Hence, if you see the CEOs pay usually far exceeds Chairperson and Directors pays. There is no parity in their earning capacities and value for time.
3. Questionable Independence of Compensation Committees
In such a scenario, are boards capable of judging remuneration of CEO or other key personnel objectively? Generally, the Nomination and Remuneration Committees are charged with job. As per the Companies Bill in India, the committee should “consist of three or more non-executive directors out of which not less than one half shall be independent directors.” Hence, the premise is that as there are independent directors, they will be fair. However, the question remains are these directors really independent ? Below are some information nuggets from the India Board Report 2011.
a) On an average in Indian boardrooms, 71% of directors are non-executive and 54% of the directors are independent. Just 16% of the directors are related to promoter or promoter’s spouse.
b) Just 10% of the board members were appointed through search firms. The rest were chosen through personal network of chairperson and managing director.
Therefore, in a way the independent directors appear superficially independent and there are deep relationships existing among them. More so, in family managed business. For instance, ITC has a diverse board room as public sector companies and banks have significant investments in the company. It is a 100 years old company and in last 15 years Mr. Deveshwar was the CEO. Therefore, the compensation committees can be transparent and objective only when they are not under the control of owner-promoter CEOs.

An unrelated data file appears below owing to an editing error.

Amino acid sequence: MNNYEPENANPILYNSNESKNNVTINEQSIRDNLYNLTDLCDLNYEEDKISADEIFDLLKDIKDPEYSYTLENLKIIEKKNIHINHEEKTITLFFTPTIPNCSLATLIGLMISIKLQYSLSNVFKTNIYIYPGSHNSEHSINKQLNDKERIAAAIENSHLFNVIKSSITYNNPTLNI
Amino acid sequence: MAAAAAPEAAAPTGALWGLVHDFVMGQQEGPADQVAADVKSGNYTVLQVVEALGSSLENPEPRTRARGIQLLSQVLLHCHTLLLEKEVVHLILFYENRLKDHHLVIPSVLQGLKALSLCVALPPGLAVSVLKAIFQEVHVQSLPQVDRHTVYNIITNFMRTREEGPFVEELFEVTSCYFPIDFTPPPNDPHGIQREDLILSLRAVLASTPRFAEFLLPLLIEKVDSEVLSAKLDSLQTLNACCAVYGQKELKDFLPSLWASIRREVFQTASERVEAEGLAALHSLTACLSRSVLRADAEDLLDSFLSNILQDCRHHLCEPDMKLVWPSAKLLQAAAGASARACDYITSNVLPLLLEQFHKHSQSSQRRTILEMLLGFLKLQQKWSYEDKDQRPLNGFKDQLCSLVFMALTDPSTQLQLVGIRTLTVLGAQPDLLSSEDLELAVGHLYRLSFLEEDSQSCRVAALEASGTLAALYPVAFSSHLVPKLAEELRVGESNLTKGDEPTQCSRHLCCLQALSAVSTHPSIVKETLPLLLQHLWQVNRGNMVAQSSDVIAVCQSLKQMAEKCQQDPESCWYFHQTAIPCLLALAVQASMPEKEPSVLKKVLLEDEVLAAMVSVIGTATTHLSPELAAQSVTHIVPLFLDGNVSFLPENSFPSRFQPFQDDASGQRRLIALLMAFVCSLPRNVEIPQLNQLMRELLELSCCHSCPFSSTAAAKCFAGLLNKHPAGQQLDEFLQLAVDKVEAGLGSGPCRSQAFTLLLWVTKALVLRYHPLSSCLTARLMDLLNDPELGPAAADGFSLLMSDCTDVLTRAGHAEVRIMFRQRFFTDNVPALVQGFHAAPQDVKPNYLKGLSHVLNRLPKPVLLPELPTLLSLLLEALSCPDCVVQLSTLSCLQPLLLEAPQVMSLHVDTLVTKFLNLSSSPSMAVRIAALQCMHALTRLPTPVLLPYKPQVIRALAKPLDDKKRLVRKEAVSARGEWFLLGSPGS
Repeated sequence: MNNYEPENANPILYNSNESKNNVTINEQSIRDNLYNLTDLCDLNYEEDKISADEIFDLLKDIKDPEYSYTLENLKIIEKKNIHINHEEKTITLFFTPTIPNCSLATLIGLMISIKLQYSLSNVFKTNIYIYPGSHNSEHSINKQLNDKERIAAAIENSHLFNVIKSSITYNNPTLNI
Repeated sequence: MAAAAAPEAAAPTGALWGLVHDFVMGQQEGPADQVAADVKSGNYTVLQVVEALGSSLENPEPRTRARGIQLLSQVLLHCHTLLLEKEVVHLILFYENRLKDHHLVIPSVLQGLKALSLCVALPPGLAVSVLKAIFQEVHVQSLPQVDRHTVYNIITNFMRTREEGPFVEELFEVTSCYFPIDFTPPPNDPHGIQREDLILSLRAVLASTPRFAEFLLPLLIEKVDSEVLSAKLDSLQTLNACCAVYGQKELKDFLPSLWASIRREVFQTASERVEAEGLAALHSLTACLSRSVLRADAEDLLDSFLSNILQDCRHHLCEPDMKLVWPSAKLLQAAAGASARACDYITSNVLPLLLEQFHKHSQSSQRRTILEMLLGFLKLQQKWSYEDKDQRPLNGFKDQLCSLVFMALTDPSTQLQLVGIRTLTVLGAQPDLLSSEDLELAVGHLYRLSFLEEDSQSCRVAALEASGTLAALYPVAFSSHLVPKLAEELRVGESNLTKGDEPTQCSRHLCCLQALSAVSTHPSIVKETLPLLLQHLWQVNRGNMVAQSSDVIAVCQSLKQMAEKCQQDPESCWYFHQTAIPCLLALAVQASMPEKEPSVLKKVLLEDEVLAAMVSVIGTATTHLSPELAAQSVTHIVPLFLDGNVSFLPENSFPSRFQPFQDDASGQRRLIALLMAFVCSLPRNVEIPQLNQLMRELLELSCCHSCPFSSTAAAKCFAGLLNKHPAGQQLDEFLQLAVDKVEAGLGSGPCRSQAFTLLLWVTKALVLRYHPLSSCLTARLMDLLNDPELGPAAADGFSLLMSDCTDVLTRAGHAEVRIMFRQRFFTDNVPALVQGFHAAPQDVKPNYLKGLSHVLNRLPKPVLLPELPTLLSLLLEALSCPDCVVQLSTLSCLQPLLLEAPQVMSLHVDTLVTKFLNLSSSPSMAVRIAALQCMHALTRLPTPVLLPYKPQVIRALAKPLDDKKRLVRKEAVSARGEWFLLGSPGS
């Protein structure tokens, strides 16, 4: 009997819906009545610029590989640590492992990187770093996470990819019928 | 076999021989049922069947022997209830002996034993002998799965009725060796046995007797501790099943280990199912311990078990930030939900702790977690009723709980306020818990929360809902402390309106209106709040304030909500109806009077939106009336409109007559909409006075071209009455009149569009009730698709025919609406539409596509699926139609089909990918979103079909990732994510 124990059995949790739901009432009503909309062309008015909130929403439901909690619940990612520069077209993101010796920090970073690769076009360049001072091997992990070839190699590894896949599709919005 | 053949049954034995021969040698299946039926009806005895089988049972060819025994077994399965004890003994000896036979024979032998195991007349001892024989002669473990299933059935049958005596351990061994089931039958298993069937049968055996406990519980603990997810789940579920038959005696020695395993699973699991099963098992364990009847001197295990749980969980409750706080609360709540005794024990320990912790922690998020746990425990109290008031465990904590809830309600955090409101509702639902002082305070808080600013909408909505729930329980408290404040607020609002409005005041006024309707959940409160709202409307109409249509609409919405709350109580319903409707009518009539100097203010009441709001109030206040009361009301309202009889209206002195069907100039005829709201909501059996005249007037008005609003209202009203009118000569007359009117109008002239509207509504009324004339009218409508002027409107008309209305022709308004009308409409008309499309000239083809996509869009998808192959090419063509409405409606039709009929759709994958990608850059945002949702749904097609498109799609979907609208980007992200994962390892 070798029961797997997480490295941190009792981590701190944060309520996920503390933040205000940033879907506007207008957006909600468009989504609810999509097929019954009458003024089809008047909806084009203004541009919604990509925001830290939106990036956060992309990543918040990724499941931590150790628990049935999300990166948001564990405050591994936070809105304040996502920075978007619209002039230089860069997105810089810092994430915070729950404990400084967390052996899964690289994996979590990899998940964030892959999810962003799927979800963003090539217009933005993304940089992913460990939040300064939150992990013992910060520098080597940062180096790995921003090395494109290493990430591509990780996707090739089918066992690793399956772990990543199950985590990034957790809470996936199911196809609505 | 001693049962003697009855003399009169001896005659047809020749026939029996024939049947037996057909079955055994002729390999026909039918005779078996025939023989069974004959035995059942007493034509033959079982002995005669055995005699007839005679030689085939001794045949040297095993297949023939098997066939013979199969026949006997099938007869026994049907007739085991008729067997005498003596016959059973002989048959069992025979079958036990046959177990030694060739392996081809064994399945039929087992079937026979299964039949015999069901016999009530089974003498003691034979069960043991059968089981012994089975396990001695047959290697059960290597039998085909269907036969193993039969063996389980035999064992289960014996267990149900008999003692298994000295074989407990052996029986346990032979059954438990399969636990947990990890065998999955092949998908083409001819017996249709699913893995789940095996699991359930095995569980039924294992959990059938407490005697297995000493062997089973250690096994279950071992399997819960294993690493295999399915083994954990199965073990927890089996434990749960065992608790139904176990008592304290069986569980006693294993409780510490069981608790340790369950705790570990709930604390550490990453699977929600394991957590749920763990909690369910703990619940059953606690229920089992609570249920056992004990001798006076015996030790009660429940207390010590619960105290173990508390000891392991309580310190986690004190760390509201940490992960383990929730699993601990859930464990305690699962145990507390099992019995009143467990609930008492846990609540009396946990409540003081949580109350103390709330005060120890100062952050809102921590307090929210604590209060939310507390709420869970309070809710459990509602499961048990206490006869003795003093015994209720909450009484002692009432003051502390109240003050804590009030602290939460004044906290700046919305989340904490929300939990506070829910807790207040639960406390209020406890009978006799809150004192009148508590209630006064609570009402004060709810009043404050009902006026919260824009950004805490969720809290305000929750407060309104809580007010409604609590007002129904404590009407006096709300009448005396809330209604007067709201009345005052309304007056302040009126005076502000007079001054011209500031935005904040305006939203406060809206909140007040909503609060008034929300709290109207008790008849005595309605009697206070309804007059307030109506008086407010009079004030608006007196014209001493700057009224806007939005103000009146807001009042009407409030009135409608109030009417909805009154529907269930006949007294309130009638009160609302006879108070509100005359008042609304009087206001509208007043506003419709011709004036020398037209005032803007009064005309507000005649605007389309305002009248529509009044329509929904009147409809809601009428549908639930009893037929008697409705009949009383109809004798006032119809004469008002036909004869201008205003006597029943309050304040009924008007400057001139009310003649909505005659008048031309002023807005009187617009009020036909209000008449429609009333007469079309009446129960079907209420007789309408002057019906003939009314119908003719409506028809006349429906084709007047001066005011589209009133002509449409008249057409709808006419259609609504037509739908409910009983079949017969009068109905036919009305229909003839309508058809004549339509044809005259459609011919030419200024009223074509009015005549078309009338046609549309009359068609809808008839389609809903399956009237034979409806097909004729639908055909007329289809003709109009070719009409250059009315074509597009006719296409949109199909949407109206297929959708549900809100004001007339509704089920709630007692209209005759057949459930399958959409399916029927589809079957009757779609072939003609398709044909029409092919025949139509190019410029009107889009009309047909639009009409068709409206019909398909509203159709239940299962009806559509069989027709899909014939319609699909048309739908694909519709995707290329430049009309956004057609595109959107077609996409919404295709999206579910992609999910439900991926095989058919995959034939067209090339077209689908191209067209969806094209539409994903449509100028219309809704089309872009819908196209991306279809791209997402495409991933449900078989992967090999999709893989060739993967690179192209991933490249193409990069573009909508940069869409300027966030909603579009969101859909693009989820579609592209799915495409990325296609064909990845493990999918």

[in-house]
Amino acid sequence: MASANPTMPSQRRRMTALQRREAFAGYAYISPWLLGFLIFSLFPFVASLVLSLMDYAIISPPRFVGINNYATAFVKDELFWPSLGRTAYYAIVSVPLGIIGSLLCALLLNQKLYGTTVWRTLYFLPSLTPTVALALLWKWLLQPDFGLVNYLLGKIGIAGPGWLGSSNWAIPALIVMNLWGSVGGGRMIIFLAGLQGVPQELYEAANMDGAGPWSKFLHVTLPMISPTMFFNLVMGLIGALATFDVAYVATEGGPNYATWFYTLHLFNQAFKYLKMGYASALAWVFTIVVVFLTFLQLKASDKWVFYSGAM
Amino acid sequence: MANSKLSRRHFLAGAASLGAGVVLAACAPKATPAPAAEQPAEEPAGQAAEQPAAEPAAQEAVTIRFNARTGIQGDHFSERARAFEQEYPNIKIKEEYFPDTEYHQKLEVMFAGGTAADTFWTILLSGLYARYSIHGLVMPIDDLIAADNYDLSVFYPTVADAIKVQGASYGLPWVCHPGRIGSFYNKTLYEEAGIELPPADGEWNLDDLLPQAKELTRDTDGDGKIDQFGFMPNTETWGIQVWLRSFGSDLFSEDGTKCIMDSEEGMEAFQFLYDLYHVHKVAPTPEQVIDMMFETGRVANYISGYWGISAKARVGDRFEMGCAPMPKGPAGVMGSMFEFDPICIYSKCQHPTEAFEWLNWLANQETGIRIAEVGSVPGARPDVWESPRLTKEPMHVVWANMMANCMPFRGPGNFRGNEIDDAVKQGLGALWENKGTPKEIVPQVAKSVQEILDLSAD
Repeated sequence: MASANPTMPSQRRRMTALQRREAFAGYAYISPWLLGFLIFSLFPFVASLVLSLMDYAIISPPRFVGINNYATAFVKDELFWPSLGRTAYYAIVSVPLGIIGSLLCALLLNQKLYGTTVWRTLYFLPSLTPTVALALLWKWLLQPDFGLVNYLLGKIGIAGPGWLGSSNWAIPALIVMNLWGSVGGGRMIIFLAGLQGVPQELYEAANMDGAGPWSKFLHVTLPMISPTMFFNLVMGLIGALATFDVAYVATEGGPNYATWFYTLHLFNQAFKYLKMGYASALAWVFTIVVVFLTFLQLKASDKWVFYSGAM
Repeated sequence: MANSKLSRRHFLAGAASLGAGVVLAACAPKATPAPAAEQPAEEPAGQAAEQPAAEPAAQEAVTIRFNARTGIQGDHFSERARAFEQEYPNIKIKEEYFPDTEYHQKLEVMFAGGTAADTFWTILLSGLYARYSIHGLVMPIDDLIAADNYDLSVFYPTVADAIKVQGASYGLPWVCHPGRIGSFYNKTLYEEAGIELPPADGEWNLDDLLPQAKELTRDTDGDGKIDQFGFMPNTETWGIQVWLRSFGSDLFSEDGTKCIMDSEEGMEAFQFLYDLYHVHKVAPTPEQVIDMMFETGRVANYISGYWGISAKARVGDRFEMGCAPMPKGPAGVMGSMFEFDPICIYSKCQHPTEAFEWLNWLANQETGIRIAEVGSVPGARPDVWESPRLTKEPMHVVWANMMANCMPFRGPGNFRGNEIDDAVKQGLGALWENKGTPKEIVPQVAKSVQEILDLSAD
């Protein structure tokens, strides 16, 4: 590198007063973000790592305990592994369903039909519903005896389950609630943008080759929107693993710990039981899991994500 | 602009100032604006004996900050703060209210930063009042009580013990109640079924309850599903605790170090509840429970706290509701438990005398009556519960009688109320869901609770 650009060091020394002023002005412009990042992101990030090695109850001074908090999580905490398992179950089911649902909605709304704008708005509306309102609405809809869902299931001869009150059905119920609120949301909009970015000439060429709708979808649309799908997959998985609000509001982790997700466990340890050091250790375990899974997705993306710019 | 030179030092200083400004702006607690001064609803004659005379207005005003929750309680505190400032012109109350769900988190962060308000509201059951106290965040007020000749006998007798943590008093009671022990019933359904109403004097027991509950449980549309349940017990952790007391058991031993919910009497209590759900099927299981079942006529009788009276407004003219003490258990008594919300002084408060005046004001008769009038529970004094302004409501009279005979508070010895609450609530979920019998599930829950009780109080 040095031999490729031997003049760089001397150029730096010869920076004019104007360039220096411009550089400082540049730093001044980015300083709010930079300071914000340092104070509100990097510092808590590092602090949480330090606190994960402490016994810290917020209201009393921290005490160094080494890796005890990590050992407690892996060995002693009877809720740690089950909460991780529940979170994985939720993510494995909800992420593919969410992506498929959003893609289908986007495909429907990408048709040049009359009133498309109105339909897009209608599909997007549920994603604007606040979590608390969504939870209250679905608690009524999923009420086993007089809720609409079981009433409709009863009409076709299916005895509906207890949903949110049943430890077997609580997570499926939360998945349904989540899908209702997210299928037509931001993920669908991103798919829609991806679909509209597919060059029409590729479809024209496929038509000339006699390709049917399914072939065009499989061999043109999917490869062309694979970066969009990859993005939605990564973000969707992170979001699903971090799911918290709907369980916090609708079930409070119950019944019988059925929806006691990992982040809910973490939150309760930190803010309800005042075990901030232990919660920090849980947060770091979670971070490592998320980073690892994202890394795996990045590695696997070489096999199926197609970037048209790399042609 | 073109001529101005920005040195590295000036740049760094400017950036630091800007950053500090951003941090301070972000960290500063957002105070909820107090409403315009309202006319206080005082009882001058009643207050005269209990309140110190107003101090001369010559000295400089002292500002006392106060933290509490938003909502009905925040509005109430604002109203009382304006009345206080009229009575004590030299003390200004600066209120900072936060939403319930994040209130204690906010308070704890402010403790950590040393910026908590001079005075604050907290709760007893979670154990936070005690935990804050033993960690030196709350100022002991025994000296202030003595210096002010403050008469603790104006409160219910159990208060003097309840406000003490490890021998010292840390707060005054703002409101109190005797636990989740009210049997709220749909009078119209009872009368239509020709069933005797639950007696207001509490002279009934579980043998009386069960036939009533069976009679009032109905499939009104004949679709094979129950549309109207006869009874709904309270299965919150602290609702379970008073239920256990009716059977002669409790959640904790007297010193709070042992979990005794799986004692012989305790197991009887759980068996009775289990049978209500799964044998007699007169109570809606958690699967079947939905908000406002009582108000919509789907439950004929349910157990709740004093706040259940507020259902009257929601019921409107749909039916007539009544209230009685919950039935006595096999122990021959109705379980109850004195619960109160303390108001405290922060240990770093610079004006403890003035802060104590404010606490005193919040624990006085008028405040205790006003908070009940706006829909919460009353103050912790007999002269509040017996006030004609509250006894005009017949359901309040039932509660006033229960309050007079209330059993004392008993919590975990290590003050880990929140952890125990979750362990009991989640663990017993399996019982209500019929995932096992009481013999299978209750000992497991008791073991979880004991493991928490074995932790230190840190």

In the western world, CEOs of banks and financial institutions are facing investment ire for unduly rewarding themselves at the expense of the shareholders. In India, the investors generally do not make any noise on pay structure of the owner-promoter CEOs as investors expect them to reward themselves. Although, the owner-promoter pay structures are 3-4 times higher than the professional CEOs. With such a mindset, can we really say corporate governance practices have a chance of succeeding in India? It is a controversial question, nonetheless, let me ask – What should the investors and regulators do to control promoter-owner CEO’s salaries?